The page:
Healthy Lifestyle Is Associated With Lower Risk Of Developing Age-Related Macular Degeneration

Simple lifestyle tips for eye health.*

Healthy lifestyle and balanced diet could help reduce the effect of risk factors associated with age-related eye problems, such as age-related macular degeneration (AMD) and cataract.

Quit smoking:

Smoking is a major and proven risk factor for eye problems, and can double the risk of developing age-related macular degeneration (AMD), which is affecting more than 500,000 individuals in the UK. According to reports from AMD Alliance, in the UK an estimated 54,000 people have AMD as a result of smoking.

Smoking can reduce the protective effect of antioxidants in the eye. Low levels of antioxidants may increase risk of developing macular degeneration or AMD.

According to a recent research only a low proportion of smokers from the United Kingdom (9.7%), Canada (13.0%), and the United States (9.5%) believed that smoking can cause blindness.

However, because people are afraid of “going blind” they may be motivated to quit the habit of smoking, if they know that vision loss is associated with it. This further emphasizes the need for increasing awareness among the public about the effect of smoking on eye heath.

Make sure your eyes are tested:

RNIB recommends annual full eye test for children under the age of 16 and adults over 60. For other individuals, sight test is recommended every two years.

Follow a varied and healthy diet for eye health:

Research suggests that nutrition plays an important role in development of AMD. Adopt a balanced and healthy diet that is rich in fresh fruits and green leafy vegetables such as spinach, kale and broccoli. According to RNIB, healthy diet may help protect against cataracts and AMD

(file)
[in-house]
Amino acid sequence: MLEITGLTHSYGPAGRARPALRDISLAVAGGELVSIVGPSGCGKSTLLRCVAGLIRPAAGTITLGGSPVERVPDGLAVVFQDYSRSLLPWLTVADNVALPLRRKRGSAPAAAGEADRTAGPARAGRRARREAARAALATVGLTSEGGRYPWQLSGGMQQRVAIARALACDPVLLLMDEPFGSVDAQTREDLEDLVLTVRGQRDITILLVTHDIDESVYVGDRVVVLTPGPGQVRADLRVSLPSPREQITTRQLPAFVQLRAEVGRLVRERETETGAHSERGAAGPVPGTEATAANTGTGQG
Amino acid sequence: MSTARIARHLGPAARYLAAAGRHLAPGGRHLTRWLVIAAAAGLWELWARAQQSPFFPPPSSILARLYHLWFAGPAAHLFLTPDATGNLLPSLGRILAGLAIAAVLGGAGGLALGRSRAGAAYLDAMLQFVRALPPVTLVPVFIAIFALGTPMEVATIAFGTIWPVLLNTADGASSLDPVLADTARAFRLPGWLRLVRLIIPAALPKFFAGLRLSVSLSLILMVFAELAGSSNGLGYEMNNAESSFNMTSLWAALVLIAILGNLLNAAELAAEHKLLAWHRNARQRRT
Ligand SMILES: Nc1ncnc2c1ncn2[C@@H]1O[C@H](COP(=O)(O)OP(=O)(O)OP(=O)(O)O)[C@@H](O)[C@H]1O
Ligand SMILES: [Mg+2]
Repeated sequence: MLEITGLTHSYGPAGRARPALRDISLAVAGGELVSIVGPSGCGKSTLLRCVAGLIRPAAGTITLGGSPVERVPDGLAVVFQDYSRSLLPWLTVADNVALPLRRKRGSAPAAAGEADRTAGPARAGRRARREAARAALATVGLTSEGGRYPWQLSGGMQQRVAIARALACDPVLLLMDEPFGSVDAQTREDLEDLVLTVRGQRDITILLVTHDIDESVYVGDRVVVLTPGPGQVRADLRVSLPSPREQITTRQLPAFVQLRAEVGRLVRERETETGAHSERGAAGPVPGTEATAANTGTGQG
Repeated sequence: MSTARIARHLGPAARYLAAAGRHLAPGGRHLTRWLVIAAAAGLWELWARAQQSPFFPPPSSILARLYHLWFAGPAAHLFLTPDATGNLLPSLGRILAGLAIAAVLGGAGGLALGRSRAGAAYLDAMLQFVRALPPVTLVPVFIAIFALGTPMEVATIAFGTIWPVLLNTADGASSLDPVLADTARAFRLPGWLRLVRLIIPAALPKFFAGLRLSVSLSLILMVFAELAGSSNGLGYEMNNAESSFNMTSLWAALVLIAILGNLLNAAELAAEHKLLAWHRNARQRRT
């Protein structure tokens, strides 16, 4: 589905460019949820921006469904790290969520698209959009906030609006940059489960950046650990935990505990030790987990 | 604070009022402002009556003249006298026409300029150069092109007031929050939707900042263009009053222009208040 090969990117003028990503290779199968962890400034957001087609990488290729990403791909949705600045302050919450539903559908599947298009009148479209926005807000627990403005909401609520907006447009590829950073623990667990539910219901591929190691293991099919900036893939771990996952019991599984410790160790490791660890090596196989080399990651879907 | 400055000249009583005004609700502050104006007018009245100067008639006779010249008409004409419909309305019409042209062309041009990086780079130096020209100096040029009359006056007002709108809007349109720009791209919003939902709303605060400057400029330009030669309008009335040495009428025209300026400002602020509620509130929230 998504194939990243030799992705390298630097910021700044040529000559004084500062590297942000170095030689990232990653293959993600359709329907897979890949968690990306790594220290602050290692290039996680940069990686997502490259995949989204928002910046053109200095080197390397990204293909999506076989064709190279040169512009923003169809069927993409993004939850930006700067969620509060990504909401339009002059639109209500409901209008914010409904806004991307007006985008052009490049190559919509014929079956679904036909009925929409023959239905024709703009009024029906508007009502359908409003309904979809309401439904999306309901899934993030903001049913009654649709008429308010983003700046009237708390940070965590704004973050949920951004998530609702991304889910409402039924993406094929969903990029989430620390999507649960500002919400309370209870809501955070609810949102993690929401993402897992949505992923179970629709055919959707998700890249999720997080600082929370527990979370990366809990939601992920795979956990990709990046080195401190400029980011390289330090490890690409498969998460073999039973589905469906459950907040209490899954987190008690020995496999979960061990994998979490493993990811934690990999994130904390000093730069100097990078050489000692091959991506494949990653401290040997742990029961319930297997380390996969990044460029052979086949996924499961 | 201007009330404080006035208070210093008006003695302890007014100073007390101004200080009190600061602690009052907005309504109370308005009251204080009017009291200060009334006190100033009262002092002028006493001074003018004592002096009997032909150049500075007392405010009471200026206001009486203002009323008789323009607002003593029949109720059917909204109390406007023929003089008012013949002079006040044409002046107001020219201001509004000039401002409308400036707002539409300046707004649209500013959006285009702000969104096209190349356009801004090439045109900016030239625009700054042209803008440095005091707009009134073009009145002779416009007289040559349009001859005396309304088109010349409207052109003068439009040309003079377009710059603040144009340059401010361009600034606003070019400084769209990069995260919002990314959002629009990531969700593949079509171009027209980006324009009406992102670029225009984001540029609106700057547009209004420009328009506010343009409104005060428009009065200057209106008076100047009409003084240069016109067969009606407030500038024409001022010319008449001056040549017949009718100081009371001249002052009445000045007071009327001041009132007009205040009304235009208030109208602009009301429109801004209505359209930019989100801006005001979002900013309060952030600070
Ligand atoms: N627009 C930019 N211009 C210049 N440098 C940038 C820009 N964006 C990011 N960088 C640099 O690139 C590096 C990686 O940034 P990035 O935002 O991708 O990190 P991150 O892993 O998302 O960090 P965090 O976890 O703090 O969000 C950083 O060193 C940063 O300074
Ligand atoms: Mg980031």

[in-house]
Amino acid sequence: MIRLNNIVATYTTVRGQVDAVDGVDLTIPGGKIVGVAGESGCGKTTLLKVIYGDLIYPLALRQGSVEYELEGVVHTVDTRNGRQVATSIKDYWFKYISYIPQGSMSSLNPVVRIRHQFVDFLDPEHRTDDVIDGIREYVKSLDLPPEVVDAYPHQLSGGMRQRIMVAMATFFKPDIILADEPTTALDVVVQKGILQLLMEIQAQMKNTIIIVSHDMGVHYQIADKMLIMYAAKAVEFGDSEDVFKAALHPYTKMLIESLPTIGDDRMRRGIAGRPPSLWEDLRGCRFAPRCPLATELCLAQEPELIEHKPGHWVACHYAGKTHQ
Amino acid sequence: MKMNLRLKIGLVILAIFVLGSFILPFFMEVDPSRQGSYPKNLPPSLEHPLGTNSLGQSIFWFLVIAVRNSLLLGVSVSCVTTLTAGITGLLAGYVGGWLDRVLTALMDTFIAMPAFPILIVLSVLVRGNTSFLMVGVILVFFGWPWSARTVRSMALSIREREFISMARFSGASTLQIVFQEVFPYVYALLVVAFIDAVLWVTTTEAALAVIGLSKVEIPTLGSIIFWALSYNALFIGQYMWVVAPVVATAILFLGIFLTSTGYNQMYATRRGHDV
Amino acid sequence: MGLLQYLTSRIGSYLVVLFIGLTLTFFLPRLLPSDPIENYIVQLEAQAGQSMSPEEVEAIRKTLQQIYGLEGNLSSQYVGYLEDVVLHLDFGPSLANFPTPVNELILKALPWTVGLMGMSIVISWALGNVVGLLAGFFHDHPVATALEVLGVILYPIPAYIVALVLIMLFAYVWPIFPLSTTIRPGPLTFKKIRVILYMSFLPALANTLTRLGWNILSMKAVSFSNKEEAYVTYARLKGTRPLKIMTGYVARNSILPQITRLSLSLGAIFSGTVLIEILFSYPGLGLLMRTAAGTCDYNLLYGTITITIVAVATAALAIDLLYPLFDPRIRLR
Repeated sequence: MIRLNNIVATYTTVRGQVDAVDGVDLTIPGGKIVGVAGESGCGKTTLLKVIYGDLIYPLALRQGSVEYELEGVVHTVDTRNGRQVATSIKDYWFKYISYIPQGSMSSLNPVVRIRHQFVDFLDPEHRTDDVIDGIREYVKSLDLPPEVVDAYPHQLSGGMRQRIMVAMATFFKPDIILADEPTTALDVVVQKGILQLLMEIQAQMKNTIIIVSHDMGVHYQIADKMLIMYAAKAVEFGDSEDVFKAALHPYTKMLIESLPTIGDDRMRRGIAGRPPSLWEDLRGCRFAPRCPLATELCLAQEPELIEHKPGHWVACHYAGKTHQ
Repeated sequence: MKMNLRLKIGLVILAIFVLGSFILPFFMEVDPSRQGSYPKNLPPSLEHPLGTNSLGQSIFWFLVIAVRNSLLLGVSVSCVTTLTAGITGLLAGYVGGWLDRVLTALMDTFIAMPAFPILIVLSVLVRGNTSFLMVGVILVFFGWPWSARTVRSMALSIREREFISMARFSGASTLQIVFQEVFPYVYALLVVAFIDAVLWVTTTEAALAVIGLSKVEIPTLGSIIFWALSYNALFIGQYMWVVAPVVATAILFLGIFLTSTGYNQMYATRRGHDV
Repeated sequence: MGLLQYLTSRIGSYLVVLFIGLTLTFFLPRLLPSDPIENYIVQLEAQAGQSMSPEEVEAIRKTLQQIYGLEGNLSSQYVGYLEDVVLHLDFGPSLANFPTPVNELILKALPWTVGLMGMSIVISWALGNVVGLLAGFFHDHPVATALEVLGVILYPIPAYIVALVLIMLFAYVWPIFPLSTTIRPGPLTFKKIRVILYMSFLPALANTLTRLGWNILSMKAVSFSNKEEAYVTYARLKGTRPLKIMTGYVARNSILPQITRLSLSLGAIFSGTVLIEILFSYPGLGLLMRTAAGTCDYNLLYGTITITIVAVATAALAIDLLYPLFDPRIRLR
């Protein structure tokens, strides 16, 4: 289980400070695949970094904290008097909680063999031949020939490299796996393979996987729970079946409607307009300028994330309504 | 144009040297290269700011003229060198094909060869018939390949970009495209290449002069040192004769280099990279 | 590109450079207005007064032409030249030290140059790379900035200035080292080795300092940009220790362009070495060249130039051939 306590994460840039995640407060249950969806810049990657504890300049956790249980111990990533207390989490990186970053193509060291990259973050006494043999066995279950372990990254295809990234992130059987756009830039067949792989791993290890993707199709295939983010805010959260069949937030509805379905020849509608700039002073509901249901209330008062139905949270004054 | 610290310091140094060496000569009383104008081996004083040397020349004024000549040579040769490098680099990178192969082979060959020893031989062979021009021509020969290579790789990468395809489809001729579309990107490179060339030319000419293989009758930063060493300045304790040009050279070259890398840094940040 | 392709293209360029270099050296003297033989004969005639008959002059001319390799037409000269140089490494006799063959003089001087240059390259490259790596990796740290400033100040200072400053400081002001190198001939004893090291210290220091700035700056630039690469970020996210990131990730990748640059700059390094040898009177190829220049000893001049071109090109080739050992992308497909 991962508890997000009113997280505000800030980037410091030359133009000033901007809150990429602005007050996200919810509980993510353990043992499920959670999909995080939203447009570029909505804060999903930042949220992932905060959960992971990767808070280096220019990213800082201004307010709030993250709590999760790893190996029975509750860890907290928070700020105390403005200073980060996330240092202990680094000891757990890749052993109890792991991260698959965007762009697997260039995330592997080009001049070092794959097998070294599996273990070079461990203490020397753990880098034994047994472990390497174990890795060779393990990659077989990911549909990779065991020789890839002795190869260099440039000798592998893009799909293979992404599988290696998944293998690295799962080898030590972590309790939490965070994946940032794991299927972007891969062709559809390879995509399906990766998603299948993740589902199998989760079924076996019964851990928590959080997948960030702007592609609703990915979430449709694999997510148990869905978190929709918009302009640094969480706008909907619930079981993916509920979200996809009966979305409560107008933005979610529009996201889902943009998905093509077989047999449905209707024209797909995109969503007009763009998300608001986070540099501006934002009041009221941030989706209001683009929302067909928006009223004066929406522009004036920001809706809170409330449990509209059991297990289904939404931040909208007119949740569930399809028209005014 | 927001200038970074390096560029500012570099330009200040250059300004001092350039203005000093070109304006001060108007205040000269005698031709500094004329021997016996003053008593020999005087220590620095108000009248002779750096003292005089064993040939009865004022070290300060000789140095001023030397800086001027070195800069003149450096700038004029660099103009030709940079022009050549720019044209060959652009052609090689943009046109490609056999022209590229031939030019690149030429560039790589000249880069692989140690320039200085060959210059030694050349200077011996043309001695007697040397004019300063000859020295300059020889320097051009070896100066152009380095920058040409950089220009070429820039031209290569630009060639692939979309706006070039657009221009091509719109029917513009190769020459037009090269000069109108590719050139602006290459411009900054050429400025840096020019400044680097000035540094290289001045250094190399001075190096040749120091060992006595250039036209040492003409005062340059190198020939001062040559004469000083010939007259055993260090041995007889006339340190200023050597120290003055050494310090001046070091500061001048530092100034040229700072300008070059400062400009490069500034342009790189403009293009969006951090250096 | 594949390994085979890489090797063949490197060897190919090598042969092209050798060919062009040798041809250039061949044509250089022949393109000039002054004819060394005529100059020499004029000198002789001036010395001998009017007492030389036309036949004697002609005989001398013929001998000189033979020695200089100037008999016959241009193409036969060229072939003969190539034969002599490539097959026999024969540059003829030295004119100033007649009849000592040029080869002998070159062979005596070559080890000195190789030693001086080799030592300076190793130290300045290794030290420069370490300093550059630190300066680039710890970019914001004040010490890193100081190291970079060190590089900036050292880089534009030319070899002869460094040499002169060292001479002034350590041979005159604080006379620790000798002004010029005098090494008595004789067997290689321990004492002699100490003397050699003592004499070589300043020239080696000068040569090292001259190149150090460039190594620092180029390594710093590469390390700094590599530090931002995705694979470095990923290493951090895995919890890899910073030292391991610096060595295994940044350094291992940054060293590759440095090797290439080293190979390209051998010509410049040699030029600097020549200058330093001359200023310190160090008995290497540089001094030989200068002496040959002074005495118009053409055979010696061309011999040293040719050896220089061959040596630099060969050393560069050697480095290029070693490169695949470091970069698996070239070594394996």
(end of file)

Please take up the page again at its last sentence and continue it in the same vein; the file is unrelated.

Other foods that may have eye health benefits include oranges, kiwis, dried apricots, tomatoes, yellow peppers, corn, nuts, and oily fish (a rich source of omega-3 fatty acids), which may also help slow down other eye conditions.

It is recommended to eat fish two to three times a week. Eating a handful of nuts every week is also recommended. It is also important to limit your intake of fats.

Although the accepted opinion is that with a good balanced diet there should be no need for using nutritional supplements, however, recent research shows that many people in the UK do not get enough vitamins and minerals from their diet, and therefore they might consider supplementing their diets with nutritional supplements, for example those containing lutein/zeaxanthin. In some cases your doctor or nutritionist may recommend you take a nutritional/food supplement.

However, it is also experts’ opinion that a supplement is not intended to replace a good, balanced diet and healthy lifestyle.

Maintain healthy weight: Obesity increases risk of developing diabetes, which could lead to diabetic retinopathy and consequently to vision loss. An obese person with Body Mass Index (BMI) of over 35 is up to 80 times more likely to develop diabetic retinopathy than someone with BMI of less than 22.